Editor’s note: The following analysis is written by Robert J. Moore, the CEO and co-founder of RJMetrics, an on-demand database analytics and business intelligence startup. Robert blogs at The Metric System and can be followed on Twitter at @RJMetrics.
Since launching just six months ago, Instagram has quickly become one of the web’s top photo sharing services. The company recently passed the two million user mark and announced the launch of their API.
We sampled data from that API and loaded it into an RJMetrics Dashboard for analysis. This yielded detailed new insights into Instagram’s growth and user adoption.
Please note that these are estimates extracted from a sample set, so there may be a small margin of error (more details on our methods can be found at the end of the article). I provide a full breakdown below, but here are some highlights:
- Instagram is currently adding 130,000 registered users per week
- Instagram’s 2.2 million users upload 3.6 million new photos per week (or 6 photos per second)
- 37.5 percent of registered users have never uploaded a photo
- 5 percent of users have uploaded over 50 photos
- 65 percent follow nobody, and only 12 percent of users follow more than 10 people
- For users who upload at least one photo, there is a 45 percent chance they will upload a photo the following week
- Those same users have a 25 percent chance they will upload a photo 12 weeks later, representing a significantly stronger retention rate than Twitter.
Users and Uploads
The chart above shows weekly new user additions since Instagram’s launch. The company is registering approximately 130,000 new users per week, and that number hasn’t fluctuated much since the new year.
When we view this chart on a cumulative basis, we can see overall user growth curve looks more linear than exponential (although its slope is quite impressive).
If it maintains its current pace, Instagram will continue to add a million new registered users every two months. Things get more interesting when you look at what these users are doing once they join.
Unlike with registered users, the number of new photos uploaded on a weekly basis is clearly climbing, with 2.6 million new images uploaded in the most recent week.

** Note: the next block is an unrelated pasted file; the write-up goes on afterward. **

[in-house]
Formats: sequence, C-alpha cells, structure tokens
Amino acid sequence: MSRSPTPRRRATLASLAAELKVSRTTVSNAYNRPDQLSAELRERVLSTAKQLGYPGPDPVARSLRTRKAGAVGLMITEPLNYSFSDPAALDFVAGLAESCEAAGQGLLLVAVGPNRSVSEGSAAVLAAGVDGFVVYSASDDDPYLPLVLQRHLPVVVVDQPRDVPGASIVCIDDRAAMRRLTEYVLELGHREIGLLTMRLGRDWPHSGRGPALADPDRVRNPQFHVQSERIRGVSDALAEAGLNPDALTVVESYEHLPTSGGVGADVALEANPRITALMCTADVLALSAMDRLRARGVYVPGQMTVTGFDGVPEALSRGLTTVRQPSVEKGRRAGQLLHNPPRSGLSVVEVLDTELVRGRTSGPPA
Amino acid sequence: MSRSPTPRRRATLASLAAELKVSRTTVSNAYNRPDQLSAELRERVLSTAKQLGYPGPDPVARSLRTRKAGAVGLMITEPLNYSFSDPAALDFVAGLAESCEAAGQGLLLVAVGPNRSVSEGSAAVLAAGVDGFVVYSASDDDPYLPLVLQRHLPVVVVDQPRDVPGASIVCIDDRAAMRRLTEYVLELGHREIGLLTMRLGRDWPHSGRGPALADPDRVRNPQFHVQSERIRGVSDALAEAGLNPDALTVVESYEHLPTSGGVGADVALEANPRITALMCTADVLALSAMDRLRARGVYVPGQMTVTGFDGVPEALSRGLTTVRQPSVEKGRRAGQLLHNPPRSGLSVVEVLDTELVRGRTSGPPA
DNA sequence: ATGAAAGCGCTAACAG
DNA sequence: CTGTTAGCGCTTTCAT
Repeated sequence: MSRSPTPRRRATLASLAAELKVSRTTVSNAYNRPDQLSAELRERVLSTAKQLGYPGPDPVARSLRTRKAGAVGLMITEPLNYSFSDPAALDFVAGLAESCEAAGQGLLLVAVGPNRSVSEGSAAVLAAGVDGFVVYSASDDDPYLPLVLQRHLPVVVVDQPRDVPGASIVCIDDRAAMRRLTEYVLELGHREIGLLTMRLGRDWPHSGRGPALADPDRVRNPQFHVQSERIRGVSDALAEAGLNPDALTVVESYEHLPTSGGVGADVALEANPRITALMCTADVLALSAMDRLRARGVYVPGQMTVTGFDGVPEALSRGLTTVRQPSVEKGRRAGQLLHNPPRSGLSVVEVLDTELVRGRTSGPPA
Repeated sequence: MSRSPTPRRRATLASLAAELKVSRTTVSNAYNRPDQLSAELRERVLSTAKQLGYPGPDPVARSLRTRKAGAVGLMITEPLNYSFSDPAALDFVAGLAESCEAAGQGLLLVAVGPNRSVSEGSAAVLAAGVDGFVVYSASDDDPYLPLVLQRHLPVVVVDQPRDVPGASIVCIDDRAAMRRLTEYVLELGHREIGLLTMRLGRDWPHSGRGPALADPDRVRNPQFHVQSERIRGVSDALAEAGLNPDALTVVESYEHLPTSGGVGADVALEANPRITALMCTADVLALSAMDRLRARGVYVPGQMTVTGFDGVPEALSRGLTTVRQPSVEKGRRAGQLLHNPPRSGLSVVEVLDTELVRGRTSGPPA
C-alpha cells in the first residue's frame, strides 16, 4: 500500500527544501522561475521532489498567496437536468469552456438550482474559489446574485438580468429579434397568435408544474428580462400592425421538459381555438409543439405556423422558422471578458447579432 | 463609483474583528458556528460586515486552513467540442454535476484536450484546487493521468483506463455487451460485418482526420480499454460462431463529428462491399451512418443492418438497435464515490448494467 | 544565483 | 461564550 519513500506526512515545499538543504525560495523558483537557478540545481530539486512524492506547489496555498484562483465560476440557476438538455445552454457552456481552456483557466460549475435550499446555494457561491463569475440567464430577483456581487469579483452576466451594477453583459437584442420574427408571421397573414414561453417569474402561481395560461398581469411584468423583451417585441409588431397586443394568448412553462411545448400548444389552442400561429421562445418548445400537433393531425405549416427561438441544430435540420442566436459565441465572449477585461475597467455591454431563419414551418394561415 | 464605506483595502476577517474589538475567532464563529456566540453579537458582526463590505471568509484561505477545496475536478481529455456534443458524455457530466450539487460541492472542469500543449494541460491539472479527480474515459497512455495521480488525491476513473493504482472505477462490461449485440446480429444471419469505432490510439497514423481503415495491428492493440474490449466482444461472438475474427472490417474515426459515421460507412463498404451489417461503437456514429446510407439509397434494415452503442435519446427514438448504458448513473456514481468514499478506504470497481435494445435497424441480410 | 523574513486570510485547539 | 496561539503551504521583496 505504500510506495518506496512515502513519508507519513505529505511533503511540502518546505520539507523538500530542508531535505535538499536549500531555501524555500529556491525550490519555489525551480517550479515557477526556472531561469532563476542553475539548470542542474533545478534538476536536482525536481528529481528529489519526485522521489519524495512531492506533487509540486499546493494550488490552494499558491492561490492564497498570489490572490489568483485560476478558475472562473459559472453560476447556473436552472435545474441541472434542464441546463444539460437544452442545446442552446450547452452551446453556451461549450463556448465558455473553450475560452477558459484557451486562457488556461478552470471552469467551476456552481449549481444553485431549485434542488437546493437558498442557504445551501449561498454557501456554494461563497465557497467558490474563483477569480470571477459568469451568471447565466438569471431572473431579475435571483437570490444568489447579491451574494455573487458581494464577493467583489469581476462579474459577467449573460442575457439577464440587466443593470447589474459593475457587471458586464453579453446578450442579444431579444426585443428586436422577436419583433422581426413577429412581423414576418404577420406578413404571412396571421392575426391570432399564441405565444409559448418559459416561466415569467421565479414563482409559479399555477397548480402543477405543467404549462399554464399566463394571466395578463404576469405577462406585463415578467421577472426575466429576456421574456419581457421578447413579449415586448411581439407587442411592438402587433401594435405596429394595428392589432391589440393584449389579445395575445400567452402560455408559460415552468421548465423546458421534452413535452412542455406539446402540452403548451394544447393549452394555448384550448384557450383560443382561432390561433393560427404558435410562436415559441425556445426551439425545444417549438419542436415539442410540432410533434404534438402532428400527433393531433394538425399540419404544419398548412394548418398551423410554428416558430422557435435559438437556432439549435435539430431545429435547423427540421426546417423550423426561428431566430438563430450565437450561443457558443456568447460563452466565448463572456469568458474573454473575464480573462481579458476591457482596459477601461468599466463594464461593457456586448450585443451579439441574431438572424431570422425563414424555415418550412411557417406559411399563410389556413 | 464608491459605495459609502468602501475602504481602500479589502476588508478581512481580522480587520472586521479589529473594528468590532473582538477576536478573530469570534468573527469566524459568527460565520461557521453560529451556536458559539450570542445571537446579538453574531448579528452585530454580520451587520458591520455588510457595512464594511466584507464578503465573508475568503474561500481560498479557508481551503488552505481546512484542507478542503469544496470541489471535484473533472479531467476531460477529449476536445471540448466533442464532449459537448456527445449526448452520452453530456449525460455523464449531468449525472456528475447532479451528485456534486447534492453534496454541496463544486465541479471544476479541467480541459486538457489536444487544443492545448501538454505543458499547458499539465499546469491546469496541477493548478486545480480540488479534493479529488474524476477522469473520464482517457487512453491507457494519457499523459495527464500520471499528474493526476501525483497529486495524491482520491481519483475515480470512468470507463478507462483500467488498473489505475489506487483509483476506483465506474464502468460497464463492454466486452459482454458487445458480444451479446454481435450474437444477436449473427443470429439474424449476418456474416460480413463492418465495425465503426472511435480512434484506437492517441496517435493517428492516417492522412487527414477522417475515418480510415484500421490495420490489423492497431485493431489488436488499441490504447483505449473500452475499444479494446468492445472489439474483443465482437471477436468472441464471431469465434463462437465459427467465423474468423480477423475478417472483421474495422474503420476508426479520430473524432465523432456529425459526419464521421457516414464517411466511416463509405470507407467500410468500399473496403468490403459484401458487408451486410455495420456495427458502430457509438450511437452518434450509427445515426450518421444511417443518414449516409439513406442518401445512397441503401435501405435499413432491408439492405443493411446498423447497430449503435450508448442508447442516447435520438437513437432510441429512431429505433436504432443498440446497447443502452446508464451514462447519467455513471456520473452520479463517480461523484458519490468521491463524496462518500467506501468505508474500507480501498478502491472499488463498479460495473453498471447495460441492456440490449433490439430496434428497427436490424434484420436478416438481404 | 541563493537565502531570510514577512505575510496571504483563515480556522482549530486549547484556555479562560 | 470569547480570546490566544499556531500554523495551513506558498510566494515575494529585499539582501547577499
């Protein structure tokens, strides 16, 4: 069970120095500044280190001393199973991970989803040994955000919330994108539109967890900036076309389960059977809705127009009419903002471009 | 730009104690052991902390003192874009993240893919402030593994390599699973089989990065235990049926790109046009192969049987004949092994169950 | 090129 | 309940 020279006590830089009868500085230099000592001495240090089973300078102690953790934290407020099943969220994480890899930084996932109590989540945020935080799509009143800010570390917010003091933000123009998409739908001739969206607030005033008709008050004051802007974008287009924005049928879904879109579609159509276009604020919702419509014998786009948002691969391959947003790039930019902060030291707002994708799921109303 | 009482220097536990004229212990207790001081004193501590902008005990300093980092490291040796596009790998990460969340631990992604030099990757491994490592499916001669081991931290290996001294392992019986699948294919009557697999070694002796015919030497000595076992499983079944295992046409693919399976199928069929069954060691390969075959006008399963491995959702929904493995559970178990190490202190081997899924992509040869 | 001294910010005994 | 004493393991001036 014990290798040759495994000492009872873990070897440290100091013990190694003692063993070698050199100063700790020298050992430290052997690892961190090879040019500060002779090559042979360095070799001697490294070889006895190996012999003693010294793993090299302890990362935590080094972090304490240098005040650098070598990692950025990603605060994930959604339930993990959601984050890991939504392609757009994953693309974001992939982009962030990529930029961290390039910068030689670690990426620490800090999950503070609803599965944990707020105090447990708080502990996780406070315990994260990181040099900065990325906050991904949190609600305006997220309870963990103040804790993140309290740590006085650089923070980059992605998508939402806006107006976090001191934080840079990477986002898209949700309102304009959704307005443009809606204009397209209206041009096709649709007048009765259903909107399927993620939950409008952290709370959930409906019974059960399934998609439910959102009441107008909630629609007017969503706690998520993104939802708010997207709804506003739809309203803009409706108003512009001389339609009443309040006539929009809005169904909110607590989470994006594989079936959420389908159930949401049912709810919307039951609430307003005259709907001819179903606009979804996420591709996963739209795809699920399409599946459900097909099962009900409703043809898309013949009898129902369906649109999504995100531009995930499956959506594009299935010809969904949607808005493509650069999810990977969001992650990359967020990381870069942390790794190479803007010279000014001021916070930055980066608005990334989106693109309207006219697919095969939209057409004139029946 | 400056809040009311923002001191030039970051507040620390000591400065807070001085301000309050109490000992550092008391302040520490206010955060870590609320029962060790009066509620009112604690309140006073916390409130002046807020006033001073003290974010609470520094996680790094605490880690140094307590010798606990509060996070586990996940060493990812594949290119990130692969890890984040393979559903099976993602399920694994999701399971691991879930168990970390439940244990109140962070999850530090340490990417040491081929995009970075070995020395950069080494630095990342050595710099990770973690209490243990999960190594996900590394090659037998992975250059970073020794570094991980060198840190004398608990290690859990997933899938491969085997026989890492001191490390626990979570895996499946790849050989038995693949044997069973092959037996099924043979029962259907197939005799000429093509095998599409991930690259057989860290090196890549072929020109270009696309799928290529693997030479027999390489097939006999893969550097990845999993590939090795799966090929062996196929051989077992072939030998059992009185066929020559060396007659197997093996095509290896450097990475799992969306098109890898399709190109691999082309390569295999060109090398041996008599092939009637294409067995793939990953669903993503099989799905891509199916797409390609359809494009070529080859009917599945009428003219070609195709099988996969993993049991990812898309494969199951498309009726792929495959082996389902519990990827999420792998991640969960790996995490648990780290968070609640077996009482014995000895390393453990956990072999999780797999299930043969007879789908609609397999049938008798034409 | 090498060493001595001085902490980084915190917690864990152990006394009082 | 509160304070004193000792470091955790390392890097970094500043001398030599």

This is a strong indicator that users continue to use the service long after joining. As thousands of new users join each day, the millions that have joined in the past continue to use the service, creating an increasing flow of photos into the system.
When we view this chart on a cumulative basis we can see this exponential effect in action:
It doesn’t get much nicer than that. Despite this impressive trend, however, not all of Instagram’s 2.2 Million registered users are actively using the service.
Below, we show a distribution of users based on how many photos they have uploaded.
As you can see above, 37% of Instagram’s users have never uploaded a single photo and 65% have uploaded fewer than three photos.
Our sample population indicated that about 35% of Instagram’s registered users uploaded a photo last month. This is down from previous months, which is typical in the early months of a new product’s life as the growth/churn ratio stabilizes. This number is clearly still in decline, and where it ends up will be a critical metric for Instagram. Based on its current base of 2.2 million users, this trend implies that around 800,000 Instagram users uploaded a photo last month.
This glut of inactive users is common in free online services, as we saw in our studies of Twitter Data and Foursquare Data last year. This isn’t necessarily a lack of total engagement, as users can use the app to simply follow their friends’ photo streams.
The distribution of followers (how many users a given user is following) is shown below.
Interestingly, over half of Instagram’s users are following exactly one other user, with another 13% not following anyone. We checked into that, and it looks like the vast majority of users who follow only one other user are following the “Instagram Team” account, which was likely automatically added to their list at signup.
This means that 65% of users effectively follow no one.
Only 12% of users are following more than 10 people. Note that Instagram takes you through a process to find friends and other people to follow upon any new installation, explaining why more users are following someone than have uploaded a photo.
Repeat Upload Rate
We know that only 63% of users ever upload their first photo. We were curious about what happens next, so we used the distribution of photo uploads to approximate a “Probability of Incremental Upload” based on how many photos have been uploaded so far.
As you can see, every time a user uploads photo they become increasingly likely to upload another. 76% of those users who upload their first photo go on to upload a second, 85% of those users go on to upload a third, and so on.
Time Between Uploads